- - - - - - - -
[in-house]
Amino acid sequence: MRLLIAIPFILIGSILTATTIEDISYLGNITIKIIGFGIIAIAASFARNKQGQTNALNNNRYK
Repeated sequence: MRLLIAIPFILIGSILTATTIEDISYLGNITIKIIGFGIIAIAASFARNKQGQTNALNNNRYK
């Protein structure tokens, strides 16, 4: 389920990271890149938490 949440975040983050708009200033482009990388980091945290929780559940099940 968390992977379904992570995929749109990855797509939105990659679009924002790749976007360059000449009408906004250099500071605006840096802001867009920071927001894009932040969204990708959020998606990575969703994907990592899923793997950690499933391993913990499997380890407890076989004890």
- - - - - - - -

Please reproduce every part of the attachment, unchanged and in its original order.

[in-house]
Amino acid sequence: MRLLIAIPFILIGSILTATTIEDISYLGNITIKIIGFGIIAIAASFARNKQGQTNALNNNRYK
Repeated sequence: MRLLIAIPFILIGSILTATTIEDISYLGNITIKIIGFGIIAIAASFARNKQGQTNALNNNRYK
């Protein structure tokens, strides 16, 4: 389920990271890149938490 949440975040983050708009200033482009990388980091945290929780559940099940 968390992977379904992570995929749109990855797509939105990659679009924002790749976007360059000449009408906004250099500071605006840096802001867009920071927001894009932040969204990708959020998606990575969703994907990592899923793997950690499933391993913990499997380890407890076989004890």